For some time after his departure I stood there watching the door. This was all very different from anything I had expected and far from reassuring. But I had no intention of being scared away so easily. This fellow with his air of studied carelessness and his chatter was evidently a poseur; perhaps he'd improve on acquaintance. No harm in hoping.

The door opened to admit a tall blonde woman, dressed in a close-fitting white overall which somehow succeeded in flattering her already attractive figure. Her face was saved from plainness by large clear grey eyes and shapely mouth which denied the severity of the tight bun at the nape of her neck. She smiled and moved towards me with outstretched hand.

"Oh, hello! I suppose you're the new teacher from Divisional Office?"

"Yes, my name's Braithwaite."

"Mine's Dale-Evans, Mrs. Grace Dale-Evans. The hyphen is very important, especially when I use it to impress my grocer in the middle of the month." Her voice was low-pitched and pleasant. "Have you seen the old man?"

"Mr. Florian? Yes, I've seen him; he suggested I take a look around to sort of see what's going on."

"Have you seen any of the children yet?"

"Just a quick look. I popped into Mr. Hackman's classroom on my way up here."

"Oh, did you? A bit rough, don't you think? I take them for domestic science, not very scientific but domestic enough for them."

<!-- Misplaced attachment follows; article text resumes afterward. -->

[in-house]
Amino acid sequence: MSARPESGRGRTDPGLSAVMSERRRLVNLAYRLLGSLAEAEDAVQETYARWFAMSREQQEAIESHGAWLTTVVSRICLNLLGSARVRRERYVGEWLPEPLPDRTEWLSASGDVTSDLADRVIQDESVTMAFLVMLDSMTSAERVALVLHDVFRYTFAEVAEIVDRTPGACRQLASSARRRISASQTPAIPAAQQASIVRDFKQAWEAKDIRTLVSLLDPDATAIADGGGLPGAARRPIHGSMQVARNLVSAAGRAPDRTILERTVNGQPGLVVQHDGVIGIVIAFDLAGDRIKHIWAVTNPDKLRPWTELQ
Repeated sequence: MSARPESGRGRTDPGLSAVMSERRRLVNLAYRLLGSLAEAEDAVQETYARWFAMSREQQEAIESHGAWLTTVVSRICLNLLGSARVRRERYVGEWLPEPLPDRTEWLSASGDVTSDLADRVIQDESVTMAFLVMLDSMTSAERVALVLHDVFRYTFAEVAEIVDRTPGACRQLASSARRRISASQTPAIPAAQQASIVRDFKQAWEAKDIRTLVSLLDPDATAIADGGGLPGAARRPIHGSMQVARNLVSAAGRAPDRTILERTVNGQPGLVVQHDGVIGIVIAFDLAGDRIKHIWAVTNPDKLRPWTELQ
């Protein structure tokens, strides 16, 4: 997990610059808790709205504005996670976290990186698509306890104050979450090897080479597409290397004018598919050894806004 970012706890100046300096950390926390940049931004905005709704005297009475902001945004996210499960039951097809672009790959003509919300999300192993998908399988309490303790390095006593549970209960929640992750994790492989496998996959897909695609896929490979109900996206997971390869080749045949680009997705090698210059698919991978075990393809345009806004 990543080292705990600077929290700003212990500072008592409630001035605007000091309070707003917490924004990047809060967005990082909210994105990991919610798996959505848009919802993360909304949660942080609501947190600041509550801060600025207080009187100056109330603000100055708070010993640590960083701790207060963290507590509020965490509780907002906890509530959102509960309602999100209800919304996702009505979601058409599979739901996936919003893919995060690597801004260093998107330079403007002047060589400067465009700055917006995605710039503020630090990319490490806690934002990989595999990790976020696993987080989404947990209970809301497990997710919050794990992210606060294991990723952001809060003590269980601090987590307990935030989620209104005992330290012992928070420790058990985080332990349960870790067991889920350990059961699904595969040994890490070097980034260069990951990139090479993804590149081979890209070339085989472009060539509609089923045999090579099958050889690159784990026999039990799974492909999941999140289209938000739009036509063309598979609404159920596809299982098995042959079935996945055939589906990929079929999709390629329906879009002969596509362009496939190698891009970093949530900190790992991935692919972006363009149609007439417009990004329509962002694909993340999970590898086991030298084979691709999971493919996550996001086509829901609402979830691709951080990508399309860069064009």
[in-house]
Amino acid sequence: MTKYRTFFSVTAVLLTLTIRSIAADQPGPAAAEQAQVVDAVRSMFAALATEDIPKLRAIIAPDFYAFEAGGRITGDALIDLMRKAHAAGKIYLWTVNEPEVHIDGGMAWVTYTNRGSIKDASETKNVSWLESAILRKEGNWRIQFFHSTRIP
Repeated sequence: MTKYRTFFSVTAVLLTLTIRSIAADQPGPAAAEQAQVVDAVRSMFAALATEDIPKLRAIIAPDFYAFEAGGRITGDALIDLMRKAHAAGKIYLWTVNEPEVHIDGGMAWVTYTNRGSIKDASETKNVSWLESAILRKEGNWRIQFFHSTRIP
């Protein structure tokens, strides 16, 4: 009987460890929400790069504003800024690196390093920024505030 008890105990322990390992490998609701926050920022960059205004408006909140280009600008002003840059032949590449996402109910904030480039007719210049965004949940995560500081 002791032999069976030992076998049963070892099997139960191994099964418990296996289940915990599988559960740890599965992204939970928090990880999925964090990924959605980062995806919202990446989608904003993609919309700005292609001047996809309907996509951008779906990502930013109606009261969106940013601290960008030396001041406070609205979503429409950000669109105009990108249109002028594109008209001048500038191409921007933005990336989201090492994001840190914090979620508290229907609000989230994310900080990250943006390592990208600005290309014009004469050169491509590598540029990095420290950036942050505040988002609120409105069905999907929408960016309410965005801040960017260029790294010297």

While talking she was busily collecting cups from the mantelpiece, floor and windowsill and placing them in the small sink which occupied one corner of the room. An ascot heater supplied hot water over the sink, and soon she was washing up and talking over the clatter of crockery.

"Some teachers are as bad as the kids; leave their cups wherever they sit. Oh, sorry, please take a seat."

I sat and watched her deft movements with the tiny dish mop and later the dishcloth.

"Been teaching long?"

"Not really. Actually this is my first appointment."

"Ouch." She grimaced. "Don't go too highbrow on me. We call them jobs, not appointments," and she laughed, a pleasant lazy sound, unexpectedly at variance with the staccato crispness of her speech.